4. John Quincy Adams — At the time of his election in 1824, Adams was the Secretary of State; while he had not previously been elected to an executive office, he had a lifetime of international diplomatic and government service under his belt, was supremely well-educated, and was a noted jurist, writer, and public speaker.

Neither Bush, nor Harrison, nor Hayes, nor Adams were as ensnared by financial conflicts of interest as Trump is, nor (arguably) were any of them as inexperienced and disinterested as Trump appears to be in essential principles of foreign policy, domestic administration, and actual governance — not to mention political checks and balances and other basic concepts of American constitutional law.

So there are broken Presidential elections, and then there is 2016. That’s why people are so upset; in his recent editorial in the Atlantic, James Fallows eloquently explains the foundations of despair.

What about the prospects of an electoral college revolt?

I have mentioned in a previous post that Professor Lawrence Lessig has published an idealistic constitutional argument as to why the members of the Electoral College should not cast their ballots for Donald Trump.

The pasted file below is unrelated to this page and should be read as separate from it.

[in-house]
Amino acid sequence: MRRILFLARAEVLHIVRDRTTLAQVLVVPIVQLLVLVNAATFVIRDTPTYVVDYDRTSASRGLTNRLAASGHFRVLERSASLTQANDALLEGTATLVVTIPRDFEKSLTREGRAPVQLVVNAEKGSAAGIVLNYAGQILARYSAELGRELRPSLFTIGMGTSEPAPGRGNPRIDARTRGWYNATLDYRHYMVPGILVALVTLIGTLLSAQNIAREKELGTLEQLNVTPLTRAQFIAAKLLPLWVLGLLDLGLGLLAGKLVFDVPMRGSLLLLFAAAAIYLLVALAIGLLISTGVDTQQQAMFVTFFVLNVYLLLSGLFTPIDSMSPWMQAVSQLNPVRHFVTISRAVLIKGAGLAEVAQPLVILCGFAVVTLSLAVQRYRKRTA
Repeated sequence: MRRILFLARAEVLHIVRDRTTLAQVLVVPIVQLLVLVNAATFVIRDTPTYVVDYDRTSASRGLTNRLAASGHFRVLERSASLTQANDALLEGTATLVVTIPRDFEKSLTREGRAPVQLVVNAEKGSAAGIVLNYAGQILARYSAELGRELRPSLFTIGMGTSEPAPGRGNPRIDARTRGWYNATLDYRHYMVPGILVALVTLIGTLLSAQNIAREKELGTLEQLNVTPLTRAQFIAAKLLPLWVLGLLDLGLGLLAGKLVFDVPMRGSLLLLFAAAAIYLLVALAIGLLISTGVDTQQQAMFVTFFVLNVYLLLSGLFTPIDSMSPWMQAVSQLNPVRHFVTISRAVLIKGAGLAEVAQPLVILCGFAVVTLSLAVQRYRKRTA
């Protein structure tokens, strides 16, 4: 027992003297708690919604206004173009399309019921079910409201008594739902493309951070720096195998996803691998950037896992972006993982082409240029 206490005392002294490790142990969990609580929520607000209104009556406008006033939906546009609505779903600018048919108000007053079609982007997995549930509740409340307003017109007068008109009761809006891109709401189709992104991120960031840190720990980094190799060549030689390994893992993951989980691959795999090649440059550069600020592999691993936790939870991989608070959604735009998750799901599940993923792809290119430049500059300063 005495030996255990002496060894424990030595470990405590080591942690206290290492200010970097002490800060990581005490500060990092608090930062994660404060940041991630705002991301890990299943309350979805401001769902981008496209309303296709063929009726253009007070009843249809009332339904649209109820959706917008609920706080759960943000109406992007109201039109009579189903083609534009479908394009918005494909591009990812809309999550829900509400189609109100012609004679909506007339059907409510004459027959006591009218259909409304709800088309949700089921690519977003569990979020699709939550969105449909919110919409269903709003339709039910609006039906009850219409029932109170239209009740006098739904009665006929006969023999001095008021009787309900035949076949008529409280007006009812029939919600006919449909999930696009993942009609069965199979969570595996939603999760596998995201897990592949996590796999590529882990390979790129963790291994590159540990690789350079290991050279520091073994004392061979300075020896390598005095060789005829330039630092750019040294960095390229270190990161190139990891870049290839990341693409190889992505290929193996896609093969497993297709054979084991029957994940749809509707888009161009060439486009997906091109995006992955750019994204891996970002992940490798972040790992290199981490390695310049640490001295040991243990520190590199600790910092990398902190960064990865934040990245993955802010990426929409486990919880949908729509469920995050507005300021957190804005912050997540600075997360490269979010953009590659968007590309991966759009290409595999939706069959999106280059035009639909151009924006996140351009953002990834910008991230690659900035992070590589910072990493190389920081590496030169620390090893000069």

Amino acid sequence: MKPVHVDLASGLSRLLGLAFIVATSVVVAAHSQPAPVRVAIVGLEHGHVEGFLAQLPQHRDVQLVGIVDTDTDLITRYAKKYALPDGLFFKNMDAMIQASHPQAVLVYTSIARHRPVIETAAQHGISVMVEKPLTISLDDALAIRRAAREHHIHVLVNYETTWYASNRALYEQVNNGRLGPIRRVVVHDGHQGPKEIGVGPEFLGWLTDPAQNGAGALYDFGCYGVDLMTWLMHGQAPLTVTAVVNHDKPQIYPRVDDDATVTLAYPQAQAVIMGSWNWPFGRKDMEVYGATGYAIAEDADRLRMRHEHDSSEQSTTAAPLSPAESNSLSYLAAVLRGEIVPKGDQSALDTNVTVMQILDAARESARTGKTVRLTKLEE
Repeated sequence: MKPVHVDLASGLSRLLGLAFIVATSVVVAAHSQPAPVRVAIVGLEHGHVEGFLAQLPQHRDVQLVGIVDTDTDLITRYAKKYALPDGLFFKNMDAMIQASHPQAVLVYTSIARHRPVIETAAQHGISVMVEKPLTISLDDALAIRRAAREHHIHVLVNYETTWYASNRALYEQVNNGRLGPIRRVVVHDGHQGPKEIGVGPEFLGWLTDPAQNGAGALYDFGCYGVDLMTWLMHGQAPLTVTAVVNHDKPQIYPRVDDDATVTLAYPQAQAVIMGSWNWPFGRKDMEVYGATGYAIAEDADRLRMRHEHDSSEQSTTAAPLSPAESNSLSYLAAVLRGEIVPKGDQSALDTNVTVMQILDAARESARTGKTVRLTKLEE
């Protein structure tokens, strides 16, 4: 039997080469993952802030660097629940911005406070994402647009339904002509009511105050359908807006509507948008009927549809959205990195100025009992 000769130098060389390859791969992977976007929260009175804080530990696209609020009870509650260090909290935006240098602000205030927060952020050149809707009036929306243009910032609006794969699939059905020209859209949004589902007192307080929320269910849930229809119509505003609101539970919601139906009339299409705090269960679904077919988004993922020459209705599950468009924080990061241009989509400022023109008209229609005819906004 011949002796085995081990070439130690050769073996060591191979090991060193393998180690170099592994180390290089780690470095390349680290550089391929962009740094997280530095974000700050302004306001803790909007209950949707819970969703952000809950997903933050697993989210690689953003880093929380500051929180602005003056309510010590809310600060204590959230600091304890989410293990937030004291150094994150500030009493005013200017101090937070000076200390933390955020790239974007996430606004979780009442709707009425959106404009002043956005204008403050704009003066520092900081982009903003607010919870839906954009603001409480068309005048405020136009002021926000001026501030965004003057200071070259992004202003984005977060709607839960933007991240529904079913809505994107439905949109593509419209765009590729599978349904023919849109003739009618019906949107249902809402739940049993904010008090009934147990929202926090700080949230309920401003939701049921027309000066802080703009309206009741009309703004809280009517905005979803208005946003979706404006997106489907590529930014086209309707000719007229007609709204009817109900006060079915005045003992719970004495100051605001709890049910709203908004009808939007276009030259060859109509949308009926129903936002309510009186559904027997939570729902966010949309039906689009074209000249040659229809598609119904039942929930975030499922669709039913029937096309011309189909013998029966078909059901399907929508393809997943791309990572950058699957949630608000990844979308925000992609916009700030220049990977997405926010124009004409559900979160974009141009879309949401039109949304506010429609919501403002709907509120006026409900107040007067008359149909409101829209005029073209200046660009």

In advocating this course of action, Professor Lessig finds himself in the swelling ranks of a number of legal experts and public service professionals who similarly see the 2016 election as the most serious political crisis of our lifetime, and who additionally see a repudiation of Trump in the Electoral College vote as the only way we can save ourselves from disaster.

But people who suggest this revolt face a steep uphill climb, and not just because of tradition. An “exciting” December 19th Presidential Election creates two problems:

(1) Challenges to the Electoral College erode public faith in the process of the smooth and non-violent transition of power from one government to another. The Electoral College may be a stupid and weird procedural step, prone to this kind of brokenness, but it’s what we expect and are used to.